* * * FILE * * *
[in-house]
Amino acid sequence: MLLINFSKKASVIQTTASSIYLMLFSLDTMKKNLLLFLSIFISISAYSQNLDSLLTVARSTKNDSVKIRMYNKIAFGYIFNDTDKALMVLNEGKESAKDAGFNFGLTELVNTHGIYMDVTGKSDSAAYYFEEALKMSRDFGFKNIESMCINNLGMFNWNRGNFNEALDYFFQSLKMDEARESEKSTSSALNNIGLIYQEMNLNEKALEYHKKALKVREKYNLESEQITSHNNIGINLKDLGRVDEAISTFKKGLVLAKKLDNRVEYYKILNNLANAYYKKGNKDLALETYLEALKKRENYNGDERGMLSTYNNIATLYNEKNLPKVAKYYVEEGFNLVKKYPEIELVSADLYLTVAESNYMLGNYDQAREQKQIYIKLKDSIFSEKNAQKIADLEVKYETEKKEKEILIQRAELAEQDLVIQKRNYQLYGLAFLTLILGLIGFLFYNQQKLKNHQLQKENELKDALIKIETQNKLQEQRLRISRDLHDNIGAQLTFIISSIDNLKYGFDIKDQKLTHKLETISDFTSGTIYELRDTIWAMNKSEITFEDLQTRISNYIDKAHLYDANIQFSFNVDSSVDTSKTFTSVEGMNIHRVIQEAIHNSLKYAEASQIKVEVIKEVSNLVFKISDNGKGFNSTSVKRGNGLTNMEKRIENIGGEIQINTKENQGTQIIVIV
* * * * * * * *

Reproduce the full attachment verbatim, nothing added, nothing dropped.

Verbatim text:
[in-house]
Amino acid sequence: MLLINFSKKASVIQTTASSIYLMLFSLDTMKKNLLLFLSIFISISAYSQNLDSLLTVARSTKNDSVKIRMYNKIAFGYIFNDTDKALMVLNEGKESAKDAGFNFGLTELVNTHGIYMDVTGKSDSAAYYFEEALKMSRDFGFKNIESMCINNLGMFNWNRGNFNEALDYFFQSLKMDEARESEKSTSSALNNIGLIYQEMNLNEKALEYHKKALKVREKYNLESEQITSHNNIGINLKDLGRVDEAISTFKKGLVLAKKLDNRVEYYKILNNLANAYYKKGNKDLALETYLEALKKRENYNGDERGMLSTYNNIATLYNEKNLPKVAKYYVEEGFNLVKKYPEIELVSADLYLTVAESNYMLGNYDQAREQKQIYIKLKDSIFSEKNAQKIADLEVKYETEKKEKEILIQRAELAEQDLVIQKRNYQLYGLAFLTLILGLIGFLFYNQQKLKNHQLQKENELKDALIKIETQNKLQEQRLRISRDLHDNIGAQLTFIISSIDNLKYGFDIKDQKLTHKLETISDFTSGTIYELRDTIWAMNKSEITFEDLQTRISNYIDKAHLYDANIQFSFNVDSSVDTSKTFTSVEGMNIHRVIQEAIHNSLKYAEASQIKVEVIKEVSNLVFKISDNGKGFNSTSVKRGNGLTNMEKRIENIGGEIQINTKENQGTQIIVIV